IRON MAIDEN RELEASE ANOTHER MONOLITHIC CLASSIC
A DOUBLE DISC JOURNEY THAT IS AMBITIOUS AND CINEMATIC
How good it is to be reviewing an album by none other than Iron Maiden but Senjutsu, their seventeenth studio release, is a trickier proposition than you might think. This sprawling double disc journey is clearly far removed from the high-octane, rampaging singalong two and a half minute hit single material that elevated Maiden to the global stage a couple of generations ago. Instead, it sits appositely with the band’s output since their pivotal re-birth of Brave New World (2000) when they turned more decisively towards prog explorations and ever more epic odysseys. Senjutsu feels like a very natural progression from the equally sweeping The Book of Souls (2015) which should come as no surprise as this now a course Maiden have been steering for two decades.
For the first time, however, this is arguably a collection of Maiden songs that refrain from charging through their idiosyncratic ‘everything but the kitchen sink’ mix of tempos, alternating leads, and time changes in song construction. Whereas previously founder and chief songwriter Steve Harris almost always vacuum packed his longer tracks with obligatory passages of high velocity galloping and circling solos, here songs are instead generally harnessed into a set focussed pace. This is particularly the case in the second half of the album. The likes of the sonorous Darkest Hour, a seven minute prog-orientated ballad, remains in a dreamy rock gear that is bookended by field recordings of waves and seabirds. Likewise the other long songs like Hell on Earth remain generally in the same gear, less brash and more nuanced than Maiden in years gone by. Overall, the narration relies on mood and thoughtfulness rather than blazing multi-tempos and the consequence is a more mature, steady piece of work that is patient and considered. There are exceptions, of course, and the likes of The Time Machine has some nifty traditional tempo exchanges and they cannot hold off from careering off into a charge at the end of The Parchment but generally this record is unhurried in its development and comfortable in its widescreen, thoughtful scope.
That is not to say Maiden have turned out a pot boiler of dull Dad Rock. Even in their advanced years they are prepared to take a chance or two and a talking point is The Writing on the Wall - a south western influenced sonorous cowboy canter that is unlike anything they have attempted before now and, though you may be forgiven for suspecting it should belong in the out-take bin from the Virtual XI sessions, it is addictive and catchy as hell and sounds quintessentially Maiden. You will just have to listen to it but it affirms that Maiden are, even in their autumnal era, unafraid to steer their own stubborn course rather than pander to any expectations. Plus nobody – really nobody – can do galloping like Maiden. There is no other way of describing this wholly signature sound that pivots around Harris’ bass style and when they stop galloping they won’t be playing anymore. Stratego is an obvious choice for a single and plunges straight into a fast ride of bumpy base and a classic hookline and foot-on-monitor chorus.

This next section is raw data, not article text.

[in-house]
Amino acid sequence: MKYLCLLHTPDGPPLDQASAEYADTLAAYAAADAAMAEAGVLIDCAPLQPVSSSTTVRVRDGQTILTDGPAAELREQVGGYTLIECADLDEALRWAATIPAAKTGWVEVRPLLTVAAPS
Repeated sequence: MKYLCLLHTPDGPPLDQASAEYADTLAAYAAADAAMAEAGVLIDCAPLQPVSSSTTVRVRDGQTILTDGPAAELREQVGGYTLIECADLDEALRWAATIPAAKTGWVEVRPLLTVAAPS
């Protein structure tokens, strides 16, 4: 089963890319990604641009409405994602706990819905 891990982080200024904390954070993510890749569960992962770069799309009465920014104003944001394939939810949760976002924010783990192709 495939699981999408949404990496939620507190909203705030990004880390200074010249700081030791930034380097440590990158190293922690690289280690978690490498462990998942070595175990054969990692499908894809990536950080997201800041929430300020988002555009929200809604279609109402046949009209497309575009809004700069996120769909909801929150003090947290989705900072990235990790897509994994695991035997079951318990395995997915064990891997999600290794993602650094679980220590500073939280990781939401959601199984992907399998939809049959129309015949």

In terms of mood, Senjutsu has a brooding seriousness redolent of A Matter of Life and Death (2006) and some of the progressive reflection in Brave New World (2000) particularly in the final furlough of the record. The recurrent theme is war, but not delivered in the band’s vintage barnstorming, singalong flurries like The Trooper or Aces High but it takes a more reflective, philosophical grappling with fate. It is less immediate than their greatest hits and not so conducive to having a 20 foot Eddie cavorting around the stage. Time does indeed roll on even for old heavy metal veterans and Senjutsu has a natural mature weightiness. Having said all that, you cannot have a Maiden record without bumslashing straight into defiantly daft subject material and the over-the-top ten minute Death of the Celts is like a slow-motion cousin of The Clansman. It is another unapologetic sojourn of absurd escapism that is undeniably catchy and will get the crowd singing along – though it does go into some unashamed Jethro Tull folky homage. It is corny but Maiden have a licence for this sort of thing.
This is also, by Maiden’s standards, heavy; not so much in terms of face-ripping impact but instead via a sense of enormity, perspective and cinematic drama. The title track, for example, begins with a reverberating solitary thump of a war drum before bursting into a strident, purposeful march that grinds immensely evoking the vast dioramic scale of unfolding war it chronicles. Leads rise and wheel over a deliberate, rumbling rhythm. It is an album that aims for a sprawling epic scope. Dickinson’s legendary ‘air raid siren’ delivery, meanwhile, has undeniably matured over the years and lingers that bit longer in lower registers during verses but he can still give it big like with his irreplaceable wail – at least on record.
But where does Senjutsu rate in the heaving, multi-generational Maiden canon? That is deceivingly difficult to judge given the sheer widescreen scope of the record and this is perhaps a slower burner. Senjitsu is indubitably up there with Maiden’s most grandiose and epic and certainly their most ambitious. Despite the length it is eccentric rather than self-satisfied, subtly complex not dull. Maiden have delivered one of their finest post 2000 releases.